" "You have known me a few weeks. with such a willful shutting out of fact as asto unded him in his calmer moments. After the merienda. day by day. while an errant breeze strayed in from s omewhere." he had continued. bringing elusive." Was he becoming a poet. ." Those six weeks were now so swift--seeming in the memory. laughed. I n the darkness the fireflies glimmered. Don Julian invited the judge and his family to spend Sund ay afternoon at Tanda where he had a coconut plantation and a house on the beach . how Doña Adela's Dionisio was the most absentminded of men. yet had they been so d eep in the living. sometim es going out without his collar. She and Doña Adela spent most of the time indoors directing the preparation of the merienda and discussing th e likeable absurdities of their husbands--how Carmen's Vicente was so absorbed i n his farms that he would not even take time off to accompany her on this visit to her father. faraway sounds as of voices in a dream. his voice somewhat indistinct. away from the prying eyes of the world. Because neith er the past nor the future had relevance or meaning. convoyed by Julia Salas. Don Julian sauntered off with the judge to show him what a t hriving young coconut looked like--"plenty of leaves. upturned to the stars. close set. It was so easy to forget up there. "the road is too broad. Just before Holy Week. so ea sy and so poignantly sweet. "Up here I find--something--" He and Julia Salas stood looking out into the she quiet night. and he followed on. so charged with compelling power and sweetness. "that is so brief--" "Not in some. or is there a poet lurking in the heart of every man? "Down there. They were far down." "So long?" "I should like to. the sha dows around. so the mystery. Carmen also came with her four energetic children. walking at the edge of the water. "Mystery--" she answered lightly. "Amusement?" "No. he lived only the present. indistinctly outlined against the gray of the out-curving beach.iving Julia Salas something which he was not free to give. "Not in you." "I could study you all my life and still not find it. or with unmatched socks. he standing close to her. found unending entertainment in the r ippling sand left by the ebbing tide. woman-like. The beloved woman. lived it intensely." "Down there" beyond the ancient tamarinds lay the road. He realized that." quickly. enfolding. yet something that would not be denied beckoned imperiously. asking. too trodden by feet. youth--its spirit--" "Are you so old?" "And heart's desire. too barren of mystery. Sensing unwanted intensity. rich green"--wh ile the children.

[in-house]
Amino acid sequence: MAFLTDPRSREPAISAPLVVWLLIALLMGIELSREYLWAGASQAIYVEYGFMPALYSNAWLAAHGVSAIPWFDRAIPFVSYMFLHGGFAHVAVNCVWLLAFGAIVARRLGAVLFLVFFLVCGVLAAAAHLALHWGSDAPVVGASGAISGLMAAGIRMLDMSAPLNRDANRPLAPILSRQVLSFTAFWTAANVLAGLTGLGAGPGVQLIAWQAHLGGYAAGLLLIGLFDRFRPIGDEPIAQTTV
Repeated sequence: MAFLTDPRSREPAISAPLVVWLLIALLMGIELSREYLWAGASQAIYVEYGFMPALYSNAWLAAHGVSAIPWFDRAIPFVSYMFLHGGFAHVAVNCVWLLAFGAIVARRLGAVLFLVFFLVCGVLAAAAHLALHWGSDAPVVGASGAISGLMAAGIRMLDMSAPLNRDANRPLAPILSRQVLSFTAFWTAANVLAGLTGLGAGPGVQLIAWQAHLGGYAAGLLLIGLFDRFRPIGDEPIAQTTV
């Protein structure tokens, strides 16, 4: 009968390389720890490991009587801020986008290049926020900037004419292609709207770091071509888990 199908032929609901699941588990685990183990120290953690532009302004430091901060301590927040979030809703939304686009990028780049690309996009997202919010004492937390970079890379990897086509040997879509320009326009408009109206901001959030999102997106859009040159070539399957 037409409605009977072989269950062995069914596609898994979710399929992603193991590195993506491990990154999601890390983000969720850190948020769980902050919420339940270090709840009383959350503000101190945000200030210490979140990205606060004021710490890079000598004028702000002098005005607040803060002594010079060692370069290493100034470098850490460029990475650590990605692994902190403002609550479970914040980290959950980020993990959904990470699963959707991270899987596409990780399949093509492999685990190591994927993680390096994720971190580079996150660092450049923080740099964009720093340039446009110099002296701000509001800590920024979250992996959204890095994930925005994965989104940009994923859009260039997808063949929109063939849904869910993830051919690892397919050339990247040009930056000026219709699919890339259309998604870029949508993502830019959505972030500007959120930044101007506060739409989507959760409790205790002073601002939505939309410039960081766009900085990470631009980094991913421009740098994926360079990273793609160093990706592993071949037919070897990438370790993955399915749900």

It looks like home to me. "Do I seem especially industrious to you?" "If you are. as you say. you never look it. and calm. narrow. then smiled with frank pleasure. hasn't it?" Then. is the l ast time--we can visit. arched.Alfredo left his perch on the bamboo ladder of the house and followed. all the more compelling because it was an inner quality." "Like a carabao in a mud pool. she flushed. The lure was there. as a busy man ought to be. an achievement of the s pirit." he said with a questioning inflection. and of a piquant perverseness which is sauce to charm." "I used to think so too. "I wish that were true. except that we do not have such a lovely b each. of naturalness. The girl had grace. Here were her footsteps. "Very much. of a thoughtful." She smiled to herself." "Not perspiring or breathless. calm and placid. sunny temper. When he came up. of an alert vitality of mind and body . In the picture was something of eager freedom as of wings poised in flight. She waited. yet she had a tantalizing charm." There was a breeze from the water." she retorted perversely "Who? I?" "Oh. no!" "You said I am calm and placid." he said after a meditative pause." He noted an evasive quality in the answer. and whipped the tucked-up skirt around her straight. you will be too busy perhaps. "The afternoon has seemed very short. Her face was not notably pretty. I think. too unhurried. "This. . slender figure." "The last? Why?" "Oh. distinction. It blew the hair away from her forehead." "That is what I think." "But--" "Always unhurried. Shows how little we know ourselves. He laughed at himself for his black canvas footw ear which he removed forthwith and tossed high up on dry sand. "I hope you are enjoying this. "A man is happier if he is." It was strange to him that he could be wooing thus: with tone and look and cover t phrase.